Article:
The fantasy football season is a quarter of the way complete, situations have shuffled, and depth charts have turned upside-down. Early round picks have both given owners great success and made them look like novices. Injuries have once again taken their toll on the running back position. Now, equipped with a significant sample of data, we can identify some potential trade targets based on advanced stats, and analytics player profiles to bolster fantasy football rosters as we begin to navigate through the bye week gauntlet.
Dez Bryant, WR, Cowboys
When viewing Dez Bryant’s statistics, it becomes clear that he has not met early season expectations for someone you drafted in the first/second round. Owners expecting the Dez of yesteryear are justifiably frustrated with Bryant’s 16 receptions for 212 yards through the first month of the season. Early season matchups against Janoris Jenkins, Aqib Talib, and Patrick Peterson haven’t helped his production. The saving grace through the first four weeks for Bryant is that he has scored two touchdowns. In fact, Bryant has been a force for the Cowboys in the red zone. His 41.2-percent (No. 5) red zone target share and his seven end zone targets give him a 70-percent (No. 2) share of the Cowboys passes in the paint.
We know what we are getting with Dez Bryant. At 6-2, 220-pounds with a 131.1 (90th percentile) Burst Score and a 10.09 (66th percentile) Catch Radius, Bryant is one of the most physically dominant receivers in the NFL. As one of the most prolific touchdown scorers in the league, Bryant will do what he does best; score.
While his -27.7 (No. 108) Production Premium is a red flag, digging deeper through the advanced productivity metrics paints a more optimistic picture for Dez Bryant. Bryant has seen the fourth-most targets in the NFL through four weeks, and just 25 of his 40 targets have been catchable.
With a significantly more difficult schedule than last season and a 26th-ranked defense fueling negative game scripts, the Cowboys have seen a shift in offensive play-calling. Quarterback Dak Prescott is attempting seven more passes per game than he did last season. On pace for 160 targets, and with the most difficult part of his schedule in the rear-view mirror, Dez Bryant is due for high fantasy production at home against the Packers this week.
Duke Johnson, RB, Browns
Enthusiasm for the Browns was at an all-time high due to their analytical approach to rebuilding. The Browns’ analytics-based rebuild has not gone unnoticed in the fantasy community. Despite their innovative approach, through four games they look like the same old Browns. Starting running back Isaiah Crowell’s 2016 success, coupled with a beefed up offensive line, skyrocketed his ADP and he has not delivered. Exciting sophomore wide receiver Corey Coleman is on injured reserve, and Kenny Britt is trying to one-up Dwayne Bowe as to who can steal more free agent money from Cleveland. The lone bright spot for the Browns has been RB Duke Johnson.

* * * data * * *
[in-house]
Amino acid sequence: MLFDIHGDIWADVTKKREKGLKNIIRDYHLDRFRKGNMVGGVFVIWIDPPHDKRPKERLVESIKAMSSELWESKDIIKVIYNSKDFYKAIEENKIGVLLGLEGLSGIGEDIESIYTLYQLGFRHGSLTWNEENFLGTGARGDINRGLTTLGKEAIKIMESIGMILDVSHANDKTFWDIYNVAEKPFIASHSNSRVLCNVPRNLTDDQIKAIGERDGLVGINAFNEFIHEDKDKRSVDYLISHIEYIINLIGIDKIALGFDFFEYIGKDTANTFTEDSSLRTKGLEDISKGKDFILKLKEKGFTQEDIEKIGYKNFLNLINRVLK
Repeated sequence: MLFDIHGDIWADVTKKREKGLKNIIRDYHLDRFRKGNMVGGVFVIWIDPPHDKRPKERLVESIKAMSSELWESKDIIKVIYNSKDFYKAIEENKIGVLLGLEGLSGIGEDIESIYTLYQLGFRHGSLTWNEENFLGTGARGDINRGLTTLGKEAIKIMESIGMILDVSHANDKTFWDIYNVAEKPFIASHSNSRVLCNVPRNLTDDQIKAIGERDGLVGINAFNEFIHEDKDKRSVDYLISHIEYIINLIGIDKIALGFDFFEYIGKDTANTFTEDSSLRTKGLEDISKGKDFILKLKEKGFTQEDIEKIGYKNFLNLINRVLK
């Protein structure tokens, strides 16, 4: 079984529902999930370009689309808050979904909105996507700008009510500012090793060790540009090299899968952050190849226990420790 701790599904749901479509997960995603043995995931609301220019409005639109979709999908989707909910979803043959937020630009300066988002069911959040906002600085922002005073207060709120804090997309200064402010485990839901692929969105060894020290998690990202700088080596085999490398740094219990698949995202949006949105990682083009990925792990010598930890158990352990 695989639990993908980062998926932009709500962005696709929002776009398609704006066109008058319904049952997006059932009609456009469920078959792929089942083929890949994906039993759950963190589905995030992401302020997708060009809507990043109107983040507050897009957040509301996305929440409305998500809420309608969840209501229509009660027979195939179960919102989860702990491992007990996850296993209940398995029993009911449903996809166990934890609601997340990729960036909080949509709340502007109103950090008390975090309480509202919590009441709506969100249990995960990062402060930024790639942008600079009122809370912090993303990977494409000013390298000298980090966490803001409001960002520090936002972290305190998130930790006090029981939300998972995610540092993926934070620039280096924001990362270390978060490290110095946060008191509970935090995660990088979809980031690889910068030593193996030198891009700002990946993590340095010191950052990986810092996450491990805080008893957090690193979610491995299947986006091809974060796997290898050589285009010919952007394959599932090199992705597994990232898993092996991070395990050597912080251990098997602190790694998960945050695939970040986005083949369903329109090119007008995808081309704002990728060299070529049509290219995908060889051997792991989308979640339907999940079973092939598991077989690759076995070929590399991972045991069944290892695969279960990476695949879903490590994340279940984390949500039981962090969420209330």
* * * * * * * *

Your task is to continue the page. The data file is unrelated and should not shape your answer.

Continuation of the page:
Check out Duke Johnson on the Updated PlayerProfiler Seasonal & Dynasty Rankings:
Duke Johnson is the Browns’ best running back and receiver. Through the first four games, Johnson leads the team in targets (28), receptions (20), and yards (207). As a runner his 5.7 (No. 11) yards per carry is almost double that of Isaiah Crowell‘s 2.9 (No. 79). Johnson has seen twice the amount of red zone touches (4) than Crowell (2), and was the preferred option at the goal line over Crowell. Johnson converted a 1-yard touchdown during the week 4 contest against Cincinnati. Arguably no player in the NFL is doing more with limited touches than Duke Johnson, evidenced by his +69.7 (No. 15) Production Premium on just a 38.8-percent (No. 38) Opportunity Share.
Fueled by a -10.58 (No. 32) Game Script, the Browns have dialed up the third-most pass attempts per game (44) through four weeks. Given the state of their receiver corps, and Isaiah Crowell struggling, the Browns need to make some changes on offense. The first one should be installing Duke Johnson as the team’s every down, workhorse running back. His value will be even higher in PPR leagues as he has proven his ability to catch passes out of the backfield.
Willie Snead, WR, Saints
Willie Snead has yet to play a game this season after serving a three-game suspension followed by a missed game in week 4 due to a hamstring injury. The soft-tissue injury is slightly concerning for his fantasy owners who haven’t been able to use him for almost half of the fantasy football season. The Saints are on bye this week, giving him a chance to heal up for a week 6 home matchup with the Lions.
Willie Snead isn’t winning with his athleticism, evidenced by an 89.5 (8th percentile) SPARQ-x Score. Where he wins is with his efficiency, posting a +12.7 (No. 23) Production Premium in 2015 and +8.6 (No. 35) in 2016. In each of Snead’s first two seasons he has seen more than 100 targets, has gained more than 70 receptions and has a 69-percent catch rate. Furthermore, his productivity is close to guaranteed with future Hall of Fame inductee Drew Brees throwing to him.
Regardless of the reports on what his role will be in the offense upon his return, make no mistake, Willie Snead will slide right back into his high-volume role in the high-powered Saints offense. Ignoring the anomaly that was the London game versus the Dolphins, the Saints have not been able to fix their annually porous defense, making every game a potential shootout. In fact, the Saints have a favorable schedule, with seven home games remaining in which they have historically seen an increase in scoring and passing production. Playing in a dome consistently breeds prolific passing offenses.
A fantastic buy-low candidate, invest in him and you will reap the fantasy rewards. This is the week to pry Willie Snead away from a potentially frustrated fantasy owner.